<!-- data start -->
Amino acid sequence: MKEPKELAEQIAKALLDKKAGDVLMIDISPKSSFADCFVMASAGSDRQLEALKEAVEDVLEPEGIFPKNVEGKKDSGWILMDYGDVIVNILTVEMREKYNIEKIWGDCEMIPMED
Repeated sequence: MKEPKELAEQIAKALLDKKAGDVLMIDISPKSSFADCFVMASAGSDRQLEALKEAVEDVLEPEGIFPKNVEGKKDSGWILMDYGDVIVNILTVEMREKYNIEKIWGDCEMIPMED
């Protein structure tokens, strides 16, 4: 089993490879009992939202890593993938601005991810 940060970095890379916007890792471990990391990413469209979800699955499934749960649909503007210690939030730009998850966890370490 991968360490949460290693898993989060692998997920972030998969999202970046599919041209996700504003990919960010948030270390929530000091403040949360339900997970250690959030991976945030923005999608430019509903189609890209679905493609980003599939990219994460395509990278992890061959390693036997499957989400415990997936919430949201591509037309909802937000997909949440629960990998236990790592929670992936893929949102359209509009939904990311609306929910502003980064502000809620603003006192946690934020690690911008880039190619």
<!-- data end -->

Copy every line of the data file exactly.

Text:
Amino acid sequence: MKEPKELAEQIAKALLDKKAGDVLMIDISPKSSFADCFVMASAGSDRQLEALKEAVEDVLEPEGIFPKNVEGKKDSGWILMDYGDVIVNILTVEMREKYNIEKIWGDCEMIPMED
Repeated sequence: MKEPKELAEQIAKALLDKKAGDVLMIDISPKSSFADCFVMASAGSDRQLEALKEAVEDVLEPEGIFPKNVEGKKDSGWILMDYGDVIVNILTVEMREKYNIEKIWGDCEMIPMED
């Protein structure tokens, strides 16, 4: 089993490879009992939202890593993938601005991810 940060970095890379916007890792471990990391990413469209979800699955499934749960649909503007210690939030730009998850966890370490 991968360490949460290693898993989060692998997920972030998969999202970046599919041209996700504003990919960010948030270390929530000091403040949360339900997970250690959030991976945030923005999608430019509903189609890209679905493609980003599939990219994460395509990278992890061959390693036997499957989400415990997936919430949201591509037309909802937000997909949440629960990998236990790592929670992936893929949102359209509009939904990311609306929910502003980064502000809620603003006192946690934020690690911008880039190619």